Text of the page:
- My personal favorite after a hard day - "For well you chose to do this, what did you expect?"
- —Guest ebeth
But its the way
- As a foster child I realized that my life is complicated and I wanna know who my real parents are!! I find that no matter how hard I try to get over it, it is sometimes shameful, but its life and if it wasn't for these people I think some people would be on the streets if it wasn't for people who took their job seriously in finding a home to people who matter. were all special and we foster children are a little more cause we get a little bit more attention.
- —Guest jj
Why don't you have a daddy?
- I'm a single adoptive mom of 2 girls. Kids in school have asked many times "Why don't you have a daddy?" My oldest would struggle to answer. My little 5 year old answers..." He died!" End of conversation. I've heard her say it many times when asked. We chuckle each time. Once on a plane, I heard the little girl across the isle ask her, Why don't you have a daddy? Again her response is He died! Her parent's response was to stop asking question, being embarrassed. I truly think it's a cleaver response.
- —Guest Jeanene
Your so lucky, little girl...
- An older woman approached my 3 yr old Haitian-American foster daughter in the grocery store, wagged her finger in her face and said, "You're so lucky to have that lady (me)! You better be good for her!" REALLY?!?! Of course there were some significant cultural and generational stuff going on there- but I just can't wrap my brain around someone having the nerve to say that to a child. All children who have good parents/caregivers are fortunate. But not as fortunate as we are to have them in our lives! This particular child had JUST come into care and didn't speak or understand much English. Thank God. If she had, it surely would have compounded the trauma she had just been through.
- —Guest jlf
- I think that the questions can be rude, but don't have to be. It all depends on the way the person asks the question and when and how they ask the question.
- —Guest nighte
Don't you want children of your own?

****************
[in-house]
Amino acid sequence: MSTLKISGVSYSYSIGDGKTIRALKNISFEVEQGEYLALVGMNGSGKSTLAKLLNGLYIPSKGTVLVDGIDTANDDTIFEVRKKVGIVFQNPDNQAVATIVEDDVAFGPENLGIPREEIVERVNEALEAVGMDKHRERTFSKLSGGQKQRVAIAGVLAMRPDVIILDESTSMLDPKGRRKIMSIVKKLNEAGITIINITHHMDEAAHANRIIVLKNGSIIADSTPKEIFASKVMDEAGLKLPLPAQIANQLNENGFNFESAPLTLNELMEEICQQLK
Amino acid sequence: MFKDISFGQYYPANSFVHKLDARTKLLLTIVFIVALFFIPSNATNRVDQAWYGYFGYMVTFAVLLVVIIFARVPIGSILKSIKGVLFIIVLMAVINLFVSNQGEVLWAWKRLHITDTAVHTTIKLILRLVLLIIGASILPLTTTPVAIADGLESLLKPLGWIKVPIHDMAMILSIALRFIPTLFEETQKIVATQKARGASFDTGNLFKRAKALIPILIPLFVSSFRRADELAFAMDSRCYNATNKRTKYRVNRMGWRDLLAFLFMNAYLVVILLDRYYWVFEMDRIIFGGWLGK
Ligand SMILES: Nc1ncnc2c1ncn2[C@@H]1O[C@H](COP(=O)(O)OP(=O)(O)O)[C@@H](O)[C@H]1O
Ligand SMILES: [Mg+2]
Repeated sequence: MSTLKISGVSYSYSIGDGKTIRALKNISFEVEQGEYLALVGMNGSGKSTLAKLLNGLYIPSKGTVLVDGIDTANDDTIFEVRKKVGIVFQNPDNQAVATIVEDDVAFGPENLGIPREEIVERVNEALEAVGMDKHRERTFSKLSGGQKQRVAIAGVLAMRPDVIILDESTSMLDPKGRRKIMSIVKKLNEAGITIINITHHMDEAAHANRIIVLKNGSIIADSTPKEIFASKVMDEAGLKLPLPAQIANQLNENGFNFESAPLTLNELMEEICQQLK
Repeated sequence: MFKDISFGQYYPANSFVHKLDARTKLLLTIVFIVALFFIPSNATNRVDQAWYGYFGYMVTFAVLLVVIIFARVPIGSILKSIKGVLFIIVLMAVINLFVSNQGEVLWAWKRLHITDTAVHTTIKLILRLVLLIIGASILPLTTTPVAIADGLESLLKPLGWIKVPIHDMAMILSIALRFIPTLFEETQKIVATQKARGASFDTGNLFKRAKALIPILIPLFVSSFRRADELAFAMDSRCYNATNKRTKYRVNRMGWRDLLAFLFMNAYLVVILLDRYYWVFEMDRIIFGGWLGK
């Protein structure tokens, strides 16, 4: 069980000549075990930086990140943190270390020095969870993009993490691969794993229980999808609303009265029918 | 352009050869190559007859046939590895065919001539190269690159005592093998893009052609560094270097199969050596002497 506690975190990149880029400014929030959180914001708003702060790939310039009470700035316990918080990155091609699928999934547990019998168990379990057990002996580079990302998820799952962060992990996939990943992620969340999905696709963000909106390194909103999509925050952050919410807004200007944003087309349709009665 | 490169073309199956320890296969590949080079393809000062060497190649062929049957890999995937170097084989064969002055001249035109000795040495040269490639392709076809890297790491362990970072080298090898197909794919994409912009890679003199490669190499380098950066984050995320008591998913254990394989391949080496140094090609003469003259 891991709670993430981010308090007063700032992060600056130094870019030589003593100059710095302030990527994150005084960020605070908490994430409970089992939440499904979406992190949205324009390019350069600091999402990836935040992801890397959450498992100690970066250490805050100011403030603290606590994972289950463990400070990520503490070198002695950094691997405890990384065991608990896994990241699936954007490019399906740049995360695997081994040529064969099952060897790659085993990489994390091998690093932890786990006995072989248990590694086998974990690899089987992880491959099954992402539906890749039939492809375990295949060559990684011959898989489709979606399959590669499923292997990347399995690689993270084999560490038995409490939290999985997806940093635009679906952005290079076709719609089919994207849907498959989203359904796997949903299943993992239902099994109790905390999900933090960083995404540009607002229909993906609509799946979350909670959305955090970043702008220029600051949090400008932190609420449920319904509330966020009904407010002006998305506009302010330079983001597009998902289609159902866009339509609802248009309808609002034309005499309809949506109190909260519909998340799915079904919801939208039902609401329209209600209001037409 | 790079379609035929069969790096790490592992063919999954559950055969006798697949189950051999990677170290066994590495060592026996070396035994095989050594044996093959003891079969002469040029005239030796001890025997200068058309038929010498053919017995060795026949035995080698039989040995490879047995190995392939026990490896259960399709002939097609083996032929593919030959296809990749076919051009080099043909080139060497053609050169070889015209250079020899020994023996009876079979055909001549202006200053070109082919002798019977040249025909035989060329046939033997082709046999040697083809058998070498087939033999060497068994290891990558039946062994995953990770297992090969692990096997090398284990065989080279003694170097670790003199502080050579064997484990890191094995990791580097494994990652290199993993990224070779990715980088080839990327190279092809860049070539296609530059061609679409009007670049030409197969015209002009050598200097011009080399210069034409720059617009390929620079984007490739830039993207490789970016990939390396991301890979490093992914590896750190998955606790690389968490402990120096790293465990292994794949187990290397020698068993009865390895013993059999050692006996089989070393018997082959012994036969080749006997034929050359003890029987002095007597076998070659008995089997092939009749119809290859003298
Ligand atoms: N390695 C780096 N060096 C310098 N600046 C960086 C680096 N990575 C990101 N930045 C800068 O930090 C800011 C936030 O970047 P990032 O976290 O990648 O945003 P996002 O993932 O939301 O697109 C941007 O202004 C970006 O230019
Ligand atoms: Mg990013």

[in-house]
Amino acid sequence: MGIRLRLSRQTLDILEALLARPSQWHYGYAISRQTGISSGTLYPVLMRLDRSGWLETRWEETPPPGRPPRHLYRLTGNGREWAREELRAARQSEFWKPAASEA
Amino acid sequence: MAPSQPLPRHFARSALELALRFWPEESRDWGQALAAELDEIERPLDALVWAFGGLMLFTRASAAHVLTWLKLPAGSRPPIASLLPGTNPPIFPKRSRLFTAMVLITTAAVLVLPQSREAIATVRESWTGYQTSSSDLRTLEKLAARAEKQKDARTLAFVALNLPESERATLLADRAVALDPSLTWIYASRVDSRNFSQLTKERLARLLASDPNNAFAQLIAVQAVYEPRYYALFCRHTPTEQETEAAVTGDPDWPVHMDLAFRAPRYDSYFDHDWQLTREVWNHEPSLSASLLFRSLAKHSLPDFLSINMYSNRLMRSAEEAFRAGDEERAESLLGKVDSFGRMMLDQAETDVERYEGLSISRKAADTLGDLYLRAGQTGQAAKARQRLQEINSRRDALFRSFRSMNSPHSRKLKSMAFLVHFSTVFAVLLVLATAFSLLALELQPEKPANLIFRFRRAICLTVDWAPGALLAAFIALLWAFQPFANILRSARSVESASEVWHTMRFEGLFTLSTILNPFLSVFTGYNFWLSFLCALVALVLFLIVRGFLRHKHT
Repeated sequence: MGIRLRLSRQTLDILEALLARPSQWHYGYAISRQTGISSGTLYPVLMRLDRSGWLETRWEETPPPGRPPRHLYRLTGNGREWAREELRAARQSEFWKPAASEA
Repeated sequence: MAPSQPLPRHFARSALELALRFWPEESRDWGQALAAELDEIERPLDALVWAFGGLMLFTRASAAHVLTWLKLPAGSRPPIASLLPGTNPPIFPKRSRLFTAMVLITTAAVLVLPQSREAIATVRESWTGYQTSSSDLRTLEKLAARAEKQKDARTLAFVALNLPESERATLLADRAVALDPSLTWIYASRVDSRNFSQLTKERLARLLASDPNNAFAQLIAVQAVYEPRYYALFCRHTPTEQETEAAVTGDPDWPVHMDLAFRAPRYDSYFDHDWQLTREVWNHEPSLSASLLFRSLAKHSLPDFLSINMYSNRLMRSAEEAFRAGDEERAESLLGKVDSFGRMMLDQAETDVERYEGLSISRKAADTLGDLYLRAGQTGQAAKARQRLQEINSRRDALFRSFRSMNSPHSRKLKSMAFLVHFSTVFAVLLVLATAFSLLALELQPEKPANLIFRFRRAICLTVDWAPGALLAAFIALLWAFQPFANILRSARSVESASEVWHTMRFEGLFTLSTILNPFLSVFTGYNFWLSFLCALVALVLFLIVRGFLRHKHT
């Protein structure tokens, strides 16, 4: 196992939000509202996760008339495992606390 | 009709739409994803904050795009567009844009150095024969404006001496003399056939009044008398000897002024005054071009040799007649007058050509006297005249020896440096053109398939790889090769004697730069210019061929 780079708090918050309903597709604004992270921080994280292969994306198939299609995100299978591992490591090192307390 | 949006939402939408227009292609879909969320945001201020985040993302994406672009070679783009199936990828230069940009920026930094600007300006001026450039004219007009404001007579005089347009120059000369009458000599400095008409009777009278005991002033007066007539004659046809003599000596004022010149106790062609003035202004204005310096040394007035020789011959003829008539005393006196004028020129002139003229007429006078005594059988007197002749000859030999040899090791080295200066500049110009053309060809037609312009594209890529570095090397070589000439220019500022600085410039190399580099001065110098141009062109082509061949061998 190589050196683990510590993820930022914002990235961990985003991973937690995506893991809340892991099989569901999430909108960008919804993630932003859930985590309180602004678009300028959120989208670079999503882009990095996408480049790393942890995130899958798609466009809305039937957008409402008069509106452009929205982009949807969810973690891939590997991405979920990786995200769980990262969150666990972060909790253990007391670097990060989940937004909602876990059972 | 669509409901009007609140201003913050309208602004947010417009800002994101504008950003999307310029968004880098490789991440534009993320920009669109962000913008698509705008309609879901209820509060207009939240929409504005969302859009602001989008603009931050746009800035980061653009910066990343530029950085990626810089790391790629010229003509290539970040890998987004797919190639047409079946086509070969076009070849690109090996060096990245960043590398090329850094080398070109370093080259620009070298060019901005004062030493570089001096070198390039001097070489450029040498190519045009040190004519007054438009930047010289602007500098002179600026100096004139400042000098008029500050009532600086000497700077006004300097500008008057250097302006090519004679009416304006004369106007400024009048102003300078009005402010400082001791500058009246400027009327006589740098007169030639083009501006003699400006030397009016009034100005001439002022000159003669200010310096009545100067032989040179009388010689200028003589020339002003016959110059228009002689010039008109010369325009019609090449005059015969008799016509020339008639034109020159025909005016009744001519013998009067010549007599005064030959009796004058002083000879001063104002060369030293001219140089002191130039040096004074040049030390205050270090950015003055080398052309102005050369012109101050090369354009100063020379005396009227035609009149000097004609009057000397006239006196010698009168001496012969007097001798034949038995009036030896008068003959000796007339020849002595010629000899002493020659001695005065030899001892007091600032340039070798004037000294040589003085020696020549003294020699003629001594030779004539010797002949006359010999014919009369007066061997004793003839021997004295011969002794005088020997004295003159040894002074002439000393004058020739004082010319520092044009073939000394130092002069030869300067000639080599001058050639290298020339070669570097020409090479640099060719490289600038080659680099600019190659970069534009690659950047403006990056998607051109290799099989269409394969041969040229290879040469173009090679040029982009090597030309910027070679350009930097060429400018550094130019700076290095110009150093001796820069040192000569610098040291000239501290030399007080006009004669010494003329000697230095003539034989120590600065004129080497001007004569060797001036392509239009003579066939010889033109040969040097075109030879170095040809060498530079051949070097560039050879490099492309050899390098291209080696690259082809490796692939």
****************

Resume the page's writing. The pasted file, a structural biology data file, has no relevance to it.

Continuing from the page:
- We are in the process of becoming foster parents. While my immediate family is extremely accepting (my parents have been fostering themselves for over 10 years) my fiancee's family, extended family, friends, and even strangers almost all say the same thing the first time we tell them them, " You are both so young (25 and 26) don't you want to try harder and have your own children". Now we have not tried to have children (we haven't tried to prevent it either) but infertility is not known either. We are becoming foster parents because we have chosen to make our family this way because we believe there are enough children in the world who already need family. It hurts me so much that people would question our decision to give a child a family. And it angers me because my younger (adopted) sisters are no different to me then my bio sisters. It angers me that anyone would think foster or adopted children are less important then bios.
- —Guest tnlmommy2b
- I AM ADOPTED AND PEOPLE WHERE MEAN TO ME ALL THE TIME TO ME. IT MADE ME WISH I WASN'T ADOPTED. IT MADE ME SAD HOW PEOPLE COULD BE SO MEAN TO ME JUST BECAUSE I WAS ADOPTED.
- —Guest DAT
Are they all YOURS?
- I am the proud mom of 5 boys, in various colors, ages and nationalities. Often, I hear, "Are they ALL yours?", which makes my sons so uncomfortable. Face it, would you really want everybody to know you are in foster care? I have found the best response is, "They are all mine right now!", delivered with a big smile. It makes people stop and try to figure out exactly what I mean.